Why QE3 Wouldn’t Save the Economy

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Updated Aug. 9, 9pm EDT

The Federal Reserve’s much awaited statement following its August meeting offered some solace to jittery investors. The FOMC said it would likely keep interest rates steady for the next two years, which bolstered the market after an initial negative reaction. But it committed nothing in the way of new funding or bond purchases for now. The good news is, that may actually be for the best.

Investors have been clamoring for another round of quantitative easing to juice up market confidence. But QE isn’t a cure-all for what ails the economy, and here are a few reasons why:

The economy is in a different spot now than when the Fed unleashed its last round of QE. Last year the big fear plaguing markets was about deflation. That is, if prices for goods and services spiraled downwards because of weak demand, companies making less money because of selling their wares for less would have to lay off workers, further weakening demand. And so would begin a vicious cycle. To its credit, QE2, despite its many drawbacks, seems to have put out that fire. Inflation has risen roughly 2% this year.

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Now the economy is facing other problems. The biggest of those is lackluster growth. Of course, America’s debt ceiling debacle and its S&P downgrade added fuel to the fire, but the fear and uncertainty were already there. Growth forecasts for the U.S. have continued to head down, to an annualized rate of 2.3% in the second quarter from an expected 3.1%. And China, the world’s growth engine, is in no shape to pick up the slack. Its industrial growth slowed in July amid rising inflation. Meanwhile, in the troubled eurozone, even the strongest economies — Germany and France — are slowing to a near standstill. All this has inspired a cash bath for investors around the globe, sucking trillions of dollars out of company equity and driving global markets into the gutter. World markets have hit bear market territory, falling 20 percent since May.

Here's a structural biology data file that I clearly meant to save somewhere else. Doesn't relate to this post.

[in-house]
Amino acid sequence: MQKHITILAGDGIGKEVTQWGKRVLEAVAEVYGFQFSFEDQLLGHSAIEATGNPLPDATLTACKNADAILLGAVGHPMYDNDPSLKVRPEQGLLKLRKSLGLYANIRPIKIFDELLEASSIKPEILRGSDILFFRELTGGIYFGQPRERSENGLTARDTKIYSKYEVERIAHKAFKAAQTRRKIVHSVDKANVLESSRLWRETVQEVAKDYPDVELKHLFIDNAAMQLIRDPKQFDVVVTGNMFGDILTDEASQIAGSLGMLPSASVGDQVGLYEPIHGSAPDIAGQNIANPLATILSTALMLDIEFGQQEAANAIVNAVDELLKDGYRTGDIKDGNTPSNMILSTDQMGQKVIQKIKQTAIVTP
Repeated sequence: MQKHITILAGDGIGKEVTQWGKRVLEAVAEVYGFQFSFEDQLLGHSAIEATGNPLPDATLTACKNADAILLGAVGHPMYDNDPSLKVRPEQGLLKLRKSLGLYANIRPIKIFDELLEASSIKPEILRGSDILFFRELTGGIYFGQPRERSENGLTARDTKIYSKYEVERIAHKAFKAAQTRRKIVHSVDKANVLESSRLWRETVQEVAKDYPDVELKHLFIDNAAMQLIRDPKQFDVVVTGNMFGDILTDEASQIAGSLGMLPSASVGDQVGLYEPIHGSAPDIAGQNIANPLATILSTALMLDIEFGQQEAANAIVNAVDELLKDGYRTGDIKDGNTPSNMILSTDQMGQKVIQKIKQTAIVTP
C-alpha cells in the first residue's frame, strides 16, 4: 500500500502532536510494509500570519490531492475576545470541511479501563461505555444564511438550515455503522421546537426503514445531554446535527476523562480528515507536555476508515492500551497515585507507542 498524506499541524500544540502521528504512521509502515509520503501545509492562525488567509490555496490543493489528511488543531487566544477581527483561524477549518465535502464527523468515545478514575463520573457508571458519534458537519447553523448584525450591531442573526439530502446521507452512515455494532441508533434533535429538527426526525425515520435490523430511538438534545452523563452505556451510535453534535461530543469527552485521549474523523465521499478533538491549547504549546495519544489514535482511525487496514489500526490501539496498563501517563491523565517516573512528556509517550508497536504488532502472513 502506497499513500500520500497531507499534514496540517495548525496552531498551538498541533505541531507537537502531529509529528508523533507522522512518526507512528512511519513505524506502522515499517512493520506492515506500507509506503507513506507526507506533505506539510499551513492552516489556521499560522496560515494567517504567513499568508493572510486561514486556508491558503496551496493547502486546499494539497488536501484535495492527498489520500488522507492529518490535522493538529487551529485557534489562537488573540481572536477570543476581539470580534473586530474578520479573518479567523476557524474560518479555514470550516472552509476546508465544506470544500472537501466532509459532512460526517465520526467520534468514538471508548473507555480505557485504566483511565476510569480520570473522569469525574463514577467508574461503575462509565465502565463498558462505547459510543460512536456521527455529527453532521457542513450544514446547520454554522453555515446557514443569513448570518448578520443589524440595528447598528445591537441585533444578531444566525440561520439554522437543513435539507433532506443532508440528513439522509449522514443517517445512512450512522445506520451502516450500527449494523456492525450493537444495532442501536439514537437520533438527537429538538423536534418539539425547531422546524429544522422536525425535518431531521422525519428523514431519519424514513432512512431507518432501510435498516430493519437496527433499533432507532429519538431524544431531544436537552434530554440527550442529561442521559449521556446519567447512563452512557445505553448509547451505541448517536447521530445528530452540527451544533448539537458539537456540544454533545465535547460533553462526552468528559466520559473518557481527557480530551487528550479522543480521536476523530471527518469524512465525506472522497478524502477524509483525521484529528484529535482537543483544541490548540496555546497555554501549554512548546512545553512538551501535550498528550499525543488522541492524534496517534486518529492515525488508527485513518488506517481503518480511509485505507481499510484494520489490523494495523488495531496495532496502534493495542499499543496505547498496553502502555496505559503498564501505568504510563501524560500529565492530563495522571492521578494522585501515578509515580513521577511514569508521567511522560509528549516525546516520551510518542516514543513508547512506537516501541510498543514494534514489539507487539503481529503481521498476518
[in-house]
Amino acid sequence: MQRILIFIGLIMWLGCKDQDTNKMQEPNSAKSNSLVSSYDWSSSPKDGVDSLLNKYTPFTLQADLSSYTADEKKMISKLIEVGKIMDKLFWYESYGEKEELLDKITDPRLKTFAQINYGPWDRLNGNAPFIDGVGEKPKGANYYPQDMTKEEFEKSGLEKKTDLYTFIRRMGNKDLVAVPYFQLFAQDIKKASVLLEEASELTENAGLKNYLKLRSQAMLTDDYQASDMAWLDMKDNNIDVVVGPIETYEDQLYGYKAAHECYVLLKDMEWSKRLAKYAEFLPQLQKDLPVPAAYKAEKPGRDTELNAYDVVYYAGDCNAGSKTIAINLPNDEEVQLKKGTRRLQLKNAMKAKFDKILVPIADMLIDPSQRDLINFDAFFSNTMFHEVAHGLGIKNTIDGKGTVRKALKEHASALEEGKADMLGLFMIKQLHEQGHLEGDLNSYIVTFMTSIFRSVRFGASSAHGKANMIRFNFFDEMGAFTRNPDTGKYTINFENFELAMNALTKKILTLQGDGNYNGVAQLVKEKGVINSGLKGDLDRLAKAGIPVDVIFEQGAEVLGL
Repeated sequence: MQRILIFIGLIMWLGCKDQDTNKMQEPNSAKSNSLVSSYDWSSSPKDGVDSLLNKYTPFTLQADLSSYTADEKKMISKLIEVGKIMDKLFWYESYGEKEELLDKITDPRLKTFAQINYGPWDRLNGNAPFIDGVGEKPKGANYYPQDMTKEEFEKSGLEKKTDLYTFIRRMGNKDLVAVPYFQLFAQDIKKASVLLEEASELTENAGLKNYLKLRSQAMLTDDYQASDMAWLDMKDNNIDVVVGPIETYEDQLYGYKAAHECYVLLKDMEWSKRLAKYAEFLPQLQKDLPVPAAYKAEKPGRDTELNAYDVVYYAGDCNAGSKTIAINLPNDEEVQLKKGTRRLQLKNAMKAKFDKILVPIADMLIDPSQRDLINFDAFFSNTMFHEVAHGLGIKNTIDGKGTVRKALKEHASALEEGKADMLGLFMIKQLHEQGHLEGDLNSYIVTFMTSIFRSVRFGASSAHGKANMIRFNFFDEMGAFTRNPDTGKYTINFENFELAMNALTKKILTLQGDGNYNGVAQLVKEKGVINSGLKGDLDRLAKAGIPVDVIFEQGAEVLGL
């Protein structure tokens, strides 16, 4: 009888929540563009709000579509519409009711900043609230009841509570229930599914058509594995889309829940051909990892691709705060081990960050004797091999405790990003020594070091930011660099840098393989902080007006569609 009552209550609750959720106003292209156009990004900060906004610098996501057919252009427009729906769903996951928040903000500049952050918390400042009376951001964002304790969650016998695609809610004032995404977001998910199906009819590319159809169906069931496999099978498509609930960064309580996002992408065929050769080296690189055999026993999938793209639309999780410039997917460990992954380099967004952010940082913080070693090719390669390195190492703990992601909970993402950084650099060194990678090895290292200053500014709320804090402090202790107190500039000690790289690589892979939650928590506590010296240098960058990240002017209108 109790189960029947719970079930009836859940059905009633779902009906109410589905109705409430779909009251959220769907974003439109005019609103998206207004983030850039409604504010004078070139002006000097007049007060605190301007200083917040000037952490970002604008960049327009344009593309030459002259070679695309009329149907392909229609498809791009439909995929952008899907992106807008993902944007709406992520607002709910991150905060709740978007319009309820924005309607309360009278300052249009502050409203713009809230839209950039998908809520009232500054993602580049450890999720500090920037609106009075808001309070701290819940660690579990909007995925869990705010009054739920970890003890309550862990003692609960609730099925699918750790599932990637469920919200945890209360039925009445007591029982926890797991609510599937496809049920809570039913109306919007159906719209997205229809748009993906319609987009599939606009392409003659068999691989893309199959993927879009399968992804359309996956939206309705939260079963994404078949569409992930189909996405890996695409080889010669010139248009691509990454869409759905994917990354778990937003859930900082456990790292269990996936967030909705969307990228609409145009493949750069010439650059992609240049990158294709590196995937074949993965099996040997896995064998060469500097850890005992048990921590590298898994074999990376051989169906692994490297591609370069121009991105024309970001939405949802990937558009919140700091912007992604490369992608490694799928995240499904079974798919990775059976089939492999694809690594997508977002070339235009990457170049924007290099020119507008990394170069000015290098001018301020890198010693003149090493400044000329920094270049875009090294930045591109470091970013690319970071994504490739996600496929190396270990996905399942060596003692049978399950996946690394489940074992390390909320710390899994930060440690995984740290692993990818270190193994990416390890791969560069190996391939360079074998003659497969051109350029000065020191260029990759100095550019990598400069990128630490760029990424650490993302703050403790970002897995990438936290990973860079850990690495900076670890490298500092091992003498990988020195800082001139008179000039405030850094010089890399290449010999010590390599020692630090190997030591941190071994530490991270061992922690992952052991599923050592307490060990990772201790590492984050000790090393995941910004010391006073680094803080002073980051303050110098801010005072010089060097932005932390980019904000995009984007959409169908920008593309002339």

Another round of QE might be a welcome distraction from these realities, but the problems would only resurface. In fact, QE3 might only make things worse by inflating stock prices beyond the economy’s real strength. Nobel laureate Michael Spence explains on Project Syndicate:

The resetting of asset values in line with realistic growth prospects is probably not a bad outcome, though it will add to the demand shortfall in the short run. But uncertainty, lack of confidence, and policy paralysis or gridlock could easily cause value destruction to overshoot, inflicting extensive damage on all parts of the global economy.

With interest rates already low and companies hoarding cash, another round of QE wouldn’t do much to inspire lending and spending, which is the key to spurring jobs and growth. And if, as Spence notes, another QE-inspired stock bubble burst, the effects could cripple investor confidence. As I’ve said before, the quickest route to job creation is to revive the small and medium-sized banks that lend to small businesses, along with the homeowners paralyzed by mortgage debt. To do this, Nouriel Roubini says we need an orderly debt restructuring. Others are pushing for payroll-tax relief and more help for the unemployed.

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But then, all eyes keep turning back to the Fed, because the political will in Washington seems all but dead. And yet, as I see it, that’s one more reason for the Fed to stand back. Its temporary jolts to the market have only enabled policymakers in Washington to stall on job-creating policies. In that sense, the Fed’s statement struck the right tone by upping the stakes for Washington.

Roya Wolverson writes for TIME. Find her on Twitter at @royaclare. You can also continue the discussion on TIME’s Facebook page and on Twitter at @TIME.

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